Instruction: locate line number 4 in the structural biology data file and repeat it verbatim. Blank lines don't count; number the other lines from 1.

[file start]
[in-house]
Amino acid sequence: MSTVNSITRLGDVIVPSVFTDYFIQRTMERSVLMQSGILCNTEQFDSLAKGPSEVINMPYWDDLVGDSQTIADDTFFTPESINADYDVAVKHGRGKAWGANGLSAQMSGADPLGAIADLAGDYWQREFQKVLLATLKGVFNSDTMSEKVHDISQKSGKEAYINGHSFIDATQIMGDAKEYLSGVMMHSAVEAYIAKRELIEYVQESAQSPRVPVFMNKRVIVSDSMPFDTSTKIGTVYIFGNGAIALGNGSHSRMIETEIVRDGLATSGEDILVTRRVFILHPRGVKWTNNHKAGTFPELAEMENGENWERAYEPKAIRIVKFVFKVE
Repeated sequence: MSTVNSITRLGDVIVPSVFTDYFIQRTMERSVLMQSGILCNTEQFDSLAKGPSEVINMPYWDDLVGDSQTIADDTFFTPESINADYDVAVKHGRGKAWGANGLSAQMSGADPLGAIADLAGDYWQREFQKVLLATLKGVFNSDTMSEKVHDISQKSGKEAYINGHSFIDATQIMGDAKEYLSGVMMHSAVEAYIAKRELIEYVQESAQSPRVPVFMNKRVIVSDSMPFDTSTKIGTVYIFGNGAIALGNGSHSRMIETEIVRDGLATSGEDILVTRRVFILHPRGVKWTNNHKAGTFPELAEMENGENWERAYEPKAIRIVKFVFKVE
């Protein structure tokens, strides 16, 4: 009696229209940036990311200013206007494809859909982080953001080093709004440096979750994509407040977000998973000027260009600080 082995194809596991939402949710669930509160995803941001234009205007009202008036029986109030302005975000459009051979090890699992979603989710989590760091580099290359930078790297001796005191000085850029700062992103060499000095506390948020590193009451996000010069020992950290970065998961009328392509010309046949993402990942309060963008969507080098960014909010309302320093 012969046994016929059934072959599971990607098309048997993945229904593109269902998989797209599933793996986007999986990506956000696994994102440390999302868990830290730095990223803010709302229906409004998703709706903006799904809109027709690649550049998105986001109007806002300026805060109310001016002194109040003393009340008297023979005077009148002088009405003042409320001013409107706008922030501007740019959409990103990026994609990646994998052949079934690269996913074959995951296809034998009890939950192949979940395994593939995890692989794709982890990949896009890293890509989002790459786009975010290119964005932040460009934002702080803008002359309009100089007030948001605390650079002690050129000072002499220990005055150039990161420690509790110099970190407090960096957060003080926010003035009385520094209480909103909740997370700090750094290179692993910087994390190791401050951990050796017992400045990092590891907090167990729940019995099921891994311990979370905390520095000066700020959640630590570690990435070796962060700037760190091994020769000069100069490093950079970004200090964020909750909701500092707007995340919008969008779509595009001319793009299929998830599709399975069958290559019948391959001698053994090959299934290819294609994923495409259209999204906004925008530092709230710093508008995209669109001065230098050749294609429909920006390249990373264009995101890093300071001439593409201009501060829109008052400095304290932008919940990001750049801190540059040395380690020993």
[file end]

């Protein structure tokens, strides 16, 4: 009696229209940036990311200013206007494809859909982080953001080093709004440096979750994509407040977000998973000027260009600080 082995194809596991939402949710669930509160995803941001234009205007009202008036029986109030302005975000459009051979090890699992979603989710989590760091580099290359930078790297001796005191000085850029700062992103060499000095506390948020590193009451996000010069020992950290970065998961009328392509010309046949993402990942309060963008969507080098960014909010309302320093 012969046994016929059934072959599971990607098309048997993945229904593109269902998989797209599933793996986007999986990506956000696994994102440390999302868990830290730095990223803010709302229906409004998703709706903006799904809109027709690649550049998105986001109007806002300026805060109310001016002194109040003393009340008297023979005077009148002088009405003042409320001013409107706008922030501007740019959409990103990026994609990646994998052949079934690269996913074959995951296809034998009890939950192949979940395994593939995890692989794709982890990949896009890293890509989002790459786009975010290119964005932040460009934002702080803008002359309009100089007030948001605390650079002690050129000072002499220990005055150039990161420690509790110099970190407090960096957060003080926010003035009385520094209480909103909740997370700090750094290179692993910087994390190791401050951990050796017992400045990092590891907090167990729940019995099921891994311990979370905390520095000066700020959640630590570690990435070796962060700037760190091994020769000069100069490093950079970004200090964020909750909701500092707007995340919008969008779509595009001319793009299929998830599709399975069958290559019948391959001698053994090959299934290819294609994923495409259209999204906004925008530092709230710093508008995209669109001065230098050749294609429909920006390249990373264009995101890093300071001439593409201009501060829109008052400095304290932008919940990001750049801190540059040395380690020993």